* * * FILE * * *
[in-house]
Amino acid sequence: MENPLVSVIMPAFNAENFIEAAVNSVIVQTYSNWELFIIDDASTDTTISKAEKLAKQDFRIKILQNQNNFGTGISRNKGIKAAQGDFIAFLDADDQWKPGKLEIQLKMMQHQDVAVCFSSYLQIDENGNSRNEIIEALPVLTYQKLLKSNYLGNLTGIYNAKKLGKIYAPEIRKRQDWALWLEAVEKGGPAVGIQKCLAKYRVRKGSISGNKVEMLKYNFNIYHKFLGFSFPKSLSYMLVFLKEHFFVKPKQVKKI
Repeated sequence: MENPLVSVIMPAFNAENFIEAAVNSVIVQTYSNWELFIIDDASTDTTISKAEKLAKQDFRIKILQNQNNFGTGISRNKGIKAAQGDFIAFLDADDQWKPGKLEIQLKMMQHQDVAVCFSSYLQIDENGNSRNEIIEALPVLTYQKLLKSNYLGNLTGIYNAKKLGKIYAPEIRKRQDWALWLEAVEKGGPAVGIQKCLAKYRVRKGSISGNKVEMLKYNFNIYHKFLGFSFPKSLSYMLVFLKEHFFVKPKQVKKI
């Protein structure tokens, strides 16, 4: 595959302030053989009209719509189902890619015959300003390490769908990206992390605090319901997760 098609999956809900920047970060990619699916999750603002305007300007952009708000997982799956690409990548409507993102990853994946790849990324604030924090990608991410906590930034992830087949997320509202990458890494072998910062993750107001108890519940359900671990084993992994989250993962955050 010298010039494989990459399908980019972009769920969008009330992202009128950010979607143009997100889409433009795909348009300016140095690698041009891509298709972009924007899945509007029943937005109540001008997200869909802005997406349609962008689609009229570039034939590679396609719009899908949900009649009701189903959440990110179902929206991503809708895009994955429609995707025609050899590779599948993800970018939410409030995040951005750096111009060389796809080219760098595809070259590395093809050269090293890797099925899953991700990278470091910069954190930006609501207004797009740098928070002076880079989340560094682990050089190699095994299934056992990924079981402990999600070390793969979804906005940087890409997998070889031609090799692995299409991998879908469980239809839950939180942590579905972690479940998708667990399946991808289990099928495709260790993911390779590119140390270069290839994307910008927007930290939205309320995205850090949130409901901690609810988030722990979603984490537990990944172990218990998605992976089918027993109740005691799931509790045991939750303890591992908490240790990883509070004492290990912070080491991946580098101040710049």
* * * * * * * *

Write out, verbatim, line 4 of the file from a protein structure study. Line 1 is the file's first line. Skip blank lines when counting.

């Protein structure tokens, strides 16, 4: 595959302030053989009209719509189902890619015959300003390490769908990206992390605090319901997760 098609999956809900920047970060990619699916999750603002305007300007952009708000997982799956690409990548409507993102990853994946790849990324604030924090990608991410906590930034992830087949997320509202990458890494072998910062993750107001108890519940359900671990084993992994989250993962955050 010298010039494989990459399908980019972009769920969008009330992202009128950010979607143009997100889409433009795909348009300016140095690698041009891509298709972009924007899945509007029943937005109540001008997200869909802005997406349609962008689609009229570039034939590679396609719009899908949900009649009701189903959440990110179902929206991503809708895009994955429609995707025609050899590779599948993800970018939410409030995040951005750096111009060389796809080219760098595809070259590395093809050269090293890797099925899953991700990278470091910069954190930006609501207004797009740098928070002076880079989340560094682990050089190699095994299934056992990924079981402990999600070390793969979804906005940087890409997998070889031609090799692995299409991998879908469980239809839950939180942590579905972690479940998708667990399946991808289990099928495709260790993911390779590119140390270069290839994307910008927007930290939205309320995205850090949130409901901690609810988030722990979603984490537990990944172990218990998605992976089918027993109740005691799931509790045991939750303890591992908490240790990883509070004492290990912070080491991946580098101040710049």